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Hygh v. Jacobs

Citation. Hygh v. Jacobs, 961 F.2d 359, 35 Fed. R. Evid. Serv. (Callaghan) 532 (2d Cir. N.Y. Apr. 9, 1992)
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Brief Fact Summary.

William C. Hygh (Plaintiff-Appellee / Cross-Appellant) sued William Jacobs (Defendant-Appellant / Cross-Appellee) for false arrest, excessive use of force, and malicious prosecution, stemming from an arrest, made by Defendant-Appellant / Cross Appellee of Plaintiff-Appellee / Cross-Appellant. the trial court found for Plaintiff-Appellee / Cross-Appellant and awarded damages for all claims; the award for malicious prosecution, however, was a nominal award of $1.00. Defendant-Appellant / Cross-Appellee appeals the judgment against him and Plaintiff-Appellee / Cross-Appellant appeals the nominal award on the malicious prosecution claim.

Synopsis of Rule of Law.

Expert witness opinion testimony must be based on experience, and no legal conclusions ought to be made through or by such testimony.


Plaintiff-Appellee / Cross-Appellant visited a friend’s home and an argument ensued between Plaintiff-Appellee / Cross-Appellant and his friend. Plaintiff-Appellee / Cross-Appellant left the home, removed a propane tank that was attached to the house, and placed the tank on the ground.
Plaintiff-Appellee / Cross-Appellant’s friend called the police and Defendant-Appellant / Cross-Appellee, a police officer, arrived. After Defendant-Appellant / Cross-Appellee’s arrival, a “heated exchange” took place between Plaintiff-Appellee / Cross-Appellant and the officer. The argument progressed into a shoving match, and eventually Plaintiff-Appellee / Cross-Appellant was told by Defendant-Appellant / Cross-Appellee that he was under arrest.
Defendant-Appellant / Cross-Appellee, at some point during the conversation with Plaintiff-Appellee / Cross-Appellant, struck Plaintiff-Appellee / Cross-Appellant in the face. Plaintiff-Appellee / Cross-Appellant claims he was struck while bending over; Defendant-Appellant / Cross Appellee, however, claims that he hit Plaintiff-Appellee / Cross-Appellant in self-defense, after Plaintiff-Appellee / Cross-Appellant had shoved him.
Plaintiff-Appellee / Cross-Appellant suffered fractured cheekbones as a result of the blow, and was taken to a hospital where plastic surgery was performed. the surgeon eventually would testify, at trial, that a blow from, “a blunt instrument of some sort” was the normal cause of injuries such as those of Plaintiff-Appellee / Cross-Appellant.
At trial, Defendant-Appellant / Cross-Appellee testified that he had a flashlight in his hand during the altercation, as he had responded the call when it was dark. Also at trial, Terry C. Cox (Cox) testified as an expert witness; Cox was a university professor when he gave his testimony. Cox stated that in his opinion, using a flashlight as a weapon, “greatly increased the risk of physical injury posed by the use of a baton or nightstick.”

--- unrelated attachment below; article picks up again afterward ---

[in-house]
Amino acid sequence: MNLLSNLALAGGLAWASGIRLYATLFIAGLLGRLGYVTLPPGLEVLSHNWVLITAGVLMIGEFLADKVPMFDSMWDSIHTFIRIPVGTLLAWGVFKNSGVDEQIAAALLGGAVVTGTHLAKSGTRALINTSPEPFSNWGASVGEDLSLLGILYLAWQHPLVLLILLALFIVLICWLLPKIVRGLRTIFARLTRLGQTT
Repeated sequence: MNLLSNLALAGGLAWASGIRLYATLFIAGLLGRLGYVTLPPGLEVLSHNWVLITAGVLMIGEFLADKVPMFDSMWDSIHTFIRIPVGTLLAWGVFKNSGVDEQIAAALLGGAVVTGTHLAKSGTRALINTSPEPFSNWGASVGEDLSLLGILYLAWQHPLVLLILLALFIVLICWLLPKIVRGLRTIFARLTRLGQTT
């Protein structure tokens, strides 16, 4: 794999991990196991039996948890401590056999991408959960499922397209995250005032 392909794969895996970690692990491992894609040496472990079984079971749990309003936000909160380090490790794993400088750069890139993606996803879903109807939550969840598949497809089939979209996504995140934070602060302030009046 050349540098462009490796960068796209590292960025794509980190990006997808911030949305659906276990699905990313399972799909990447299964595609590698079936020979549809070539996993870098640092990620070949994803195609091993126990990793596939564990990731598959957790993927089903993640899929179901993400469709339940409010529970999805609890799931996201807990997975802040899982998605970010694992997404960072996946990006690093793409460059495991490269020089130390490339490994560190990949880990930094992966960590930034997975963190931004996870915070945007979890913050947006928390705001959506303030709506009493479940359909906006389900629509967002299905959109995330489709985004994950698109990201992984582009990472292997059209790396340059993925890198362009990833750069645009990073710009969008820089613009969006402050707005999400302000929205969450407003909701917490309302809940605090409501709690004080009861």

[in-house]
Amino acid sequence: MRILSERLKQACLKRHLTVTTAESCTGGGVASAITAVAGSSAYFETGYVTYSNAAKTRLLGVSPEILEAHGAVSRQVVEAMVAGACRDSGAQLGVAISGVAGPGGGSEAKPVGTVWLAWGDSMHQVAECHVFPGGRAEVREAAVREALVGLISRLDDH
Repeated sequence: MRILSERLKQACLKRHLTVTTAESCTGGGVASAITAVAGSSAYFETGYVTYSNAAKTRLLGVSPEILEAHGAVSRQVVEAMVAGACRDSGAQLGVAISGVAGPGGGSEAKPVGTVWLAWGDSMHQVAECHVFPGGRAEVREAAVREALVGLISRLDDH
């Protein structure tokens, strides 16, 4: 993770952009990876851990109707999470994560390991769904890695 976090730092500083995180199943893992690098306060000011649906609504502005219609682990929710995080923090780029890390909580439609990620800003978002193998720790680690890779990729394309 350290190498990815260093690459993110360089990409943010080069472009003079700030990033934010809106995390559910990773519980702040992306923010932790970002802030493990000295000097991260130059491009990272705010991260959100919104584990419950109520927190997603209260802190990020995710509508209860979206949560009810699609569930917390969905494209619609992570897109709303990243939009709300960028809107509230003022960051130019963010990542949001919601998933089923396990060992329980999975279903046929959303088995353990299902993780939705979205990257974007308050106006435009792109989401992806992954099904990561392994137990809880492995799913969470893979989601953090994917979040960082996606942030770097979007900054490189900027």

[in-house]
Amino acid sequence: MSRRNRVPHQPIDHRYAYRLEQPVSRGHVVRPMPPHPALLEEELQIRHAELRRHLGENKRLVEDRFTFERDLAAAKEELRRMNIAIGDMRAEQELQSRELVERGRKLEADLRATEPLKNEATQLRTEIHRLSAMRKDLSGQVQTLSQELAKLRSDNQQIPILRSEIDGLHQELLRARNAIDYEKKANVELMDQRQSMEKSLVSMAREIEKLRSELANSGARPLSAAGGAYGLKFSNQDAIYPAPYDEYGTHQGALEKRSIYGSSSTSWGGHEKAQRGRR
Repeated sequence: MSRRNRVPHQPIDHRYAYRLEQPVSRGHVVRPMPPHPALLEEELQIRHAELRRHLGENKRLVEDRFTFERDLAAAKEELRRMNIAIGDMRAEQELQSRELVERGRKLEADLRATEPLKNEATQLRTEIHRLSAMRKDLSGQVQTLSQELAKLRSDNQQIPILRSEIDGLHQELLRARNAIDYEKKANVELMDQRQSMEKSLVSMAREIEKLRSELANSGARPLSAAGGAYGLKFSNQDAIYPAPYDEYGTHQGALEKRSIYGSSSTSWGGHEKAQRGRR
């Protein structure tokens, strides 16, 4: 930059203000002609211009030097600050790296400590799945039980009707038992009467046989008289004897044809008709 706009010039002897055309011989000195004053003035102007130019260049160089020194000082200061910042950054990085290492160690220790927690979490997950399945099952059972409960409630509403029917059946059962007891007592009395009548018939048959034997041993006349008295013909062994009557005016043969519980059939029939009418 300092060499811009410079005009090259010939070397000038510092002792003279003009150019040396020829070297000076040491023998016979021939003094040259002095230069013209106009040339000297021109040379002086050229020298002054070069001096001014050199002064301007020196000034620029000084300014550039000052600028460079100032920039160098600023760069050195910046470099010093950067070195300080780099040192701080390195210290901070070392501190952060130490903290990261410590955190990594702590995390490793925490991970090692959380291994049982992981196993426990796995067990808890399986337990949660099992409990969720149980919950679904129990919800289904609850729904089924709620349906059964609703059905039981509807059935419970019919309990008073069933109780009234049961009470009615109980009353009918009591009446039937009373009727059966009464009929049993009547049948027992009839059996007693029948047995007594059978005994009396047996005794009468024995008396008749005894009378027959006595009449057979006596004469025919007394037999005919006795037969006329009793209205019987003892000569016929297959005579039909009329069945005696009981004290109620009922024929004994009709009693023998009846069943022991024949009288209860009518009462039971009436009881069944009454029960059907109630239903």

Also at trial, Cox testified that, in his opinion, Defendant-Appellant / Cross-Appellee had used “deadly physical force” when such a level was not “warranted under the circumstances.” Finally, Cox testified that Defendant-Appellant / Cross-Appellee’s actions where “totally improper.”
The jury awarded Plaintiff-Appellee / Cross-Appellant $216,000.00 for excessive force, $65,000.00 for false arrest, nominal damages in the amount of $1.00 for malicious prosecution, and $1,000.00 for punitive damages.


Was the admission of Cox’s opinion testimony proper under Federal rule of Evidence 704?


No; the testimony pointed to an ultimate legal conclusion, and therefore, “crossed the line” between admissible opinion testimony and inadmissible testimony; it should have therefore been excluded.


The court reasoned that by testifying as he did, Cox essentially told the jury what conclusion to reach. The court refers to such testimony as a, “legal conclusion,” offered by Cox to the jury; the court then hold such a “legal conclusion” to be unacceptable. The court states that the testimony of experts must be based on experience, and no legal conclusions whatsoever ought to be drawn. The main reason for such a holding, the court states, is that the court is in a better position to facilitate the making of any necessary legal conclusions by the proper party: the finder of fact, in this case, the jury.

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